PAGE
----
I've told you about the year long photography project that I'm a part of, right? It's a private group - Project52Pro, and we have a photo assignment each week for 52 weeks. Plus a critique by the professional photographer who leads the group, Don Giannatti. And feedback in a private flickr group.
It's been inspiring. And it's been humbling. The little bit of photography that I can do fairly well has been well received. The others? Not so much.
Each Saturday morning at 8am I join the critique with my pen and moleskin notebook, ready to take notes. Sometimes it's things that I knew already were a problem but just don't have the skills yet to execute. And sometimes it's things that I hadn't even noticed.
It's not harsh criticism. It's fair. And I learn a lot from hearing the critiques of everyone else's photographs.
I've moved from being judged in the relative terms of "gee that's pretty good for a beginner" to being judged in absolute terms of "did this photograph hit the mark or not?".
I write this not to elicit sympathy, but rather, to give you an idea of what sparked me thinking about putting our work online and pursuing "likes" and what weight we give those social media "likes".
And how we need to separate the pursuit of the "like" from the pursuit of useful criticism of our creative work.
It's a slippery slope
One of the very few problems with digital photography is not that it's made photography accessible. I believe that accessibility is a good thing - more people taking photos means more people appreciating photography. It means more people expressing themselves creatively.
However, one problem with digital is the ability to post immediately. And get feedback immediately. And that, my friends, can be a slippery slope to seeing how many "likes" this photo or that photo receives. It becomes about volume and "likes" and popularity rather than a measured, steady pace of improvement and growth.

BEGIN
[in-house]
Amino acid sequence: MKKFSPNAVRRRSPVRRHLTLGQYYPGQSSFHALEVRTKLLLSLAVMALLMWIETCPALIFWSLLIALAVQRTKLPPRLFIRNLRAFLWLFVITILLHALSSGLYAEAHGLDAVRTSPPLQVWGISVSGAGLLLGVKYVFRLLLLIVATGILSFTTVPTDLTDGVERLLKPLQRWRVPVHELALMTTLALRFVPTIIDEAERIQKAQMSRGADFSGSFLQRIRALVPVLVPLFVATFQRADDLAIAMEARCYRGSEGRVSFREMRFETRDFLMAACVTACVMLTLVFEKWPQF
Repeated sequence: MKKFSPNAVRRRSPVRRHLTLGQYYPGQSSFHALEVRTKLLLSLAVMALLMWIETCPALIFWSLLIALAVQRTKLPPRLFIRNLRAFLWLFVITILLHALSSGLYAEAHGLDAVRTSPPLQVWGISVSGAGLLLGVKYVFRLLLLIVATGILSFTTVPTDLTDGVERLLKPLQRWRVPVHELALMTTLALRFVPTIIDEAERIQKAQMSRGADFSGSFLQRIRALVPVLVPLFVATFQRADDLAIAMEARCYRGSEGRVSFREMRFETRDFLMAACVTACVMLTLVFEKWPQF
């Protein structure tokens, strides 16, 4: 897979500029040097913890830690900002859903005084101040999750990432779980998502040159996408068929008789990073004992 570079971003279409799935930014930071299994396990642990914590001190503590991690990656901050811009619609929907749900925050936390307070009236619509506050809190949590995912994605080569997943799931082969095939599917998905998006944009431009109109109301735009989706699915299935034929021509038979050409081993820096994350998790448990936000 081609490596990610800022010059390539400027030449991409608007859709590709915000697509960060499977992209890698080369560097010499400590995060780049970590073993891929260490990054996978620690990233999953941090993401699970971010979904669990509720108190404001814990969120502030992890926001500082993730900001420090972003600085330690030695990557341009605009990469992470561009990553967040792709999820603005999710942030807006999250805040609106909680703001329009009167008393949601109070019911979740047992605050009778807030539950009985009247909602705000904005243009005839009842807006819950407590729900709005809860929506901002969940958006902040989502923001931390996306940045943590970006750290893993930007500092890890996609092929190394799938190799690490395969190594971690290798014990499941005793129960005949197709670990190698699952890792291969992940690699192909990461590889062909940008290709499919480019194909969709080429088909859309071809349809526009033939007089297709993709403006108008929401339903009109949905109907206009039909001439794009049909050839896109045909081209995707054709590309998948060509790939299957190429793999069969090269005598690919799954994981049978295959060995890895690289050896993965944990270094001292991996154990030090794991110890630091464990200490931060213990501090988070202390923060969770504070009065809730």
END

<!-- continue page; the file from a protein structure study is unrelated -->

It's all about intention
It's not the pursuit of "likes" that's a problem but rather the blurring of objectives as a creative who also blogs. The strategies needed to improve your art-making can be at cross purposes with growing your blog audience.
If you do end up blurring the two, suddenly your art-making becomes more about recognition by others rather than about your own creative objectives. Rather than "staying on the f**ing bus", you end up going back to the station and starting another journey on a different bus.
You end up with a larger appetite for "likes" and less patience for sticking with your own path. Everyone "liking" your work is no more valid than everyone "hating" your work. Not really.
If you are a creative who blogs, by all means pursue those "likes". We all do. We need them. They will help grow your blog audience. But as a blogger who creates? You need something else. Just focusing on "likes" is not going to get you where you need to go.
Train your inner critic
What? Really? Yes. Send your inner critic to school. Wanting to be a better food photographer? Understand your genre. Know the big players. Learn the different styles. Learn how styles have changed over the years. What's the standard? What's popular?
Make a file of tearsheets of your favourite shots, your favourite illustrations, clips of your favourite writing - why do you like them? How can you reproduce them?
Before you take your photos, be explicit about your intended outcome. What are you hoping to achieve? Is it a composition? A style? A colour palette?
Then when you are done, look critically and carefully at your work. Did you achieve your objectives? Why or why not?
Find another critic
Critic, mentor, portfolio reviewer, coach - whatever you call it, if you are serious about improving your craft, no matter what your field, you need someone external to look at your work. Someone who has the knowledge of the genre, its history, and the ability to add value with a critique.
Someone who will understand and appreciate your goals and intended outcomes. Someone whose feedback you can learn from.
Put the "likes" in their place
"Likes" are good. "Likes" have their place. "Likes" ARE feedback - feedback on your blog that is. Very important feedback on the success of your brand and social media presence. But don't blur the number of "likes" with how well you are doing with your art.
Put the "likes" in their place.